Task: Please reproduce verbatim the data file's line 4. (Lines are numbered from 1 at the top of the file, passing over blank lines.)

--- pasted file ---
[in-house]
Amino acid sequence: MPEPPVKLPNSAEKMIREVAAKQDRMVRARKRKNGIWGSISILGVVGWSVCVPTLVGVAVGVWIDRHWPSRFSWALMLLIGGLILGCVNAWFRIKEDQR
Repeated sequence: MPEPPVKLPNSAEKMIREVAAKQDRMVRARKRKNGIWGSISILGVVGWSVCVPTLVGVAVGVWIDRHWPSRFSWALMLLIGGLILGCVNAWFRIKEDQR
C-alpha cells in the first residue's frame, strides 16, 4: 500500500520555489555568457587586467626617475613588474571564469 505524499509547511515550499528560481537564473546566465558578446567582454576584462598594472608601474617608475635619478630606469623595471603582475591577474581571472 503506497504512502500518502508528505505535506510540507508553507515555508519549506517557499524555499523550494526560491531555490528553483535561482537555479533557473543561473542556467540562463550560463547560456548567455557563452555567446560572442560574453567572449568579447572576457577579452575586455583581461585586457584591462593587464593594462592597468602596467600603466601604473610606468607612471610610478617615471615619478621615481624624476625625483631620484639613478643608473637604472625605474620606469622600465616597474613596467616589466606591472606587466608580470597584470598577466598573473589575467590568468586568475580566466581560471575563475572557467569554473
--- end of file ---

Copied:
C-alpha cells in the first residue's frame, strides 16, 4: 500500500520555489555568457587586467626617475613588474571564469 505524499509547511515550499528560481537564473546566465558578446567582454576584462598594472608601474617608475635619478630606469623595471603582475591577474581571472 503506497504512502500518502508528505505535506510540507508553507515555508519549506517557499524555499523550494526560491531555490528553483535561482537555479533557473543561473542556467540562463550560463547560456548567455557563452555567446560572442560574453567572449568579447572576457577579452575586455583581461585586457584591462593587464593594462592597468602596467600603466601604473610606468607612471610610478617615471615619478621615481624624476625625483631620484639613478643608473637604472625605474620606469622600465616597474613596467616589466606591472606587466608580470597584470598577466598573473589575467590568468586568475580566466581560471575563475572557467569554473